“Exit planning is good business planning,” stated Josh Huseman, a vice president at FNBO Bank who specializes in business owner advisory services. This statement emphasizes the importance of having a plan in place when transitioning out of a business.
To explore successful business transitions in Longmont, the Longmont Chamber of Commerce and FNBO Bank collaborated. Two examples were examined: Longmont Florist and Martini’s Bistro.
Longmont Florist is a family-run business that has been passed down through three generations. Nate Golter, who had helped in the floral shop during his youth, pursued a different career in engineering and education. However, he felt drawn back to the family business and approached his parents about transitioning into a leadership position. The process was not rushed, as Golter spent three years gaining managerial experience before negotiating the transfer. Due to the added challenges of the pandemic, the transition took an additional two years. Ultimately, outside professionals such as accountants and lawyers were brought in to ensure a smooth process. Golter hopes that one of his children will take over the business in the future, but understands the importance of allowing them to pursue their own passions.
Sarah Morgan, the owner of Martini’s Bistro, had worked in the restaurant industry for many years before deciding to purchase the restaurant when the previous owners retired. Her journey through the transition process took a little over a year. During negotiations, she learned that the perceived value of a business may differ from the owner’s expectations. Morgan advises relying on the assessed value provided by banks as a helpful tool. She also stresses the importance of not becoming emotionally invested until the deal is finalized, as business sales can be complicated. Morgan has already started planning for her own succession, with her 8-year-old daughter expressing interest in taking over the restaurant. However, Morgan wants her daughter to have other options and is currently working on finding a replacement for her role as general manager.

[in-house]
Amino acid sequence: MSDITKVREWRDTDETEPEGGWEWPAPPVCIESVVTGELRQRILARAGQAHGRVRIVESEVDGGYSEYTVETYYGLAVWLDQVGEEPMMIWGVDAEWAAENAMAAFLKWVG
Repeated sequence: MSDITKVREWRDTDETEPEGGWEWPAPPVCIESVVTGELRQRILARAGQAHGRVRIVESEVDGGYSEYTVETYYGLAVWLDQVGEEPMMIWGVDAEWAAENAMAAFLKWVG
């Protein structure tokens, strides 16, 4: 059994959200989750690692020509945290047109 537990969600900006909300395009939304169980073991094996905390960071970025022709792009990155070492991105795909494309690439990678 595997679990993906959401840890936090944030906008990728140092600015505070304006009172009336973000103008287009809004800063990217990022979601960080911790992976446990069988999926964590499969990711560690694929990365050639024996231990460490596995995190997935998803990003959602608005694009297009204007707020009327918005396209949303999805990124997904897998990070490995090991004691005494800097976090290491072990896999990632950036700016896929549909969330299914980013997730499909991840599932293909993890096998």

Huseman highlights three key factors to consider when building a business succession plan: the timeline for creating the plan, building transferable value, and the factors that contribute to the overall price. Developing a succession plan may take time and requires careful consideration of how the owner wants it to be structured. Huseman suggests starting with one decision and having a conversation about it, such as discussing the possibility of an employee taking over. Transferable value is crucial for attracting potential buyers, so owners should work towards reducing their own dependence on the business. Early assessment of the business’s value allows the owner to determine if it will be enough to support their retirement or post-sale plans. Addressing any gaps in value early on can help the owner make necessary adjustments.